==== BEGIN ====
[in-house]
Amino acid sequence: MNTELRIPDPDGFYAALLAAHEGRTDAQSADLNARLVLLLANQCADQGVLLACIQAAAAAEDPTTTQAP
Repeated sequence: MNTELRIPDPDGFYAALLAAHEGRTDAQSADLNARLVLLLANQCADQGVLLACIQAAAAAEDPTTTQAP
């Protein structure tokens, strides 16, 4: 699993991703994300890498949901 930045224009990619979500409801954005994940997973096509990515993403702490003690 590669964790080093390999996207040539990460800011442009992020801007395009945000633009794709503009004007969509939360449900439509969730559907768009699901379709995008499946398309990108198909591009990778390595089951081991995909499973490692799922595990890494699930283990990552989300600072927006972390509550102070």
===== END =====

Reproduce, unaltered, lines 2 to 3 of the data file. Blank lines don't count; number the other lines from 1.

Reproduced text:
Amino acid sequence: MNTELRIPDPDGFYAALLAAHEGRTDAQSADLNARLVLLLANQCADQGVLLACIQAAAAAEDPTTTQAP
Repeated sequence: MNTELRIPDPDGFYAALLAAHEGRTDAQSADLNARLVLLLANQCADQGVLLACIQAAAAAEDPTTTQAP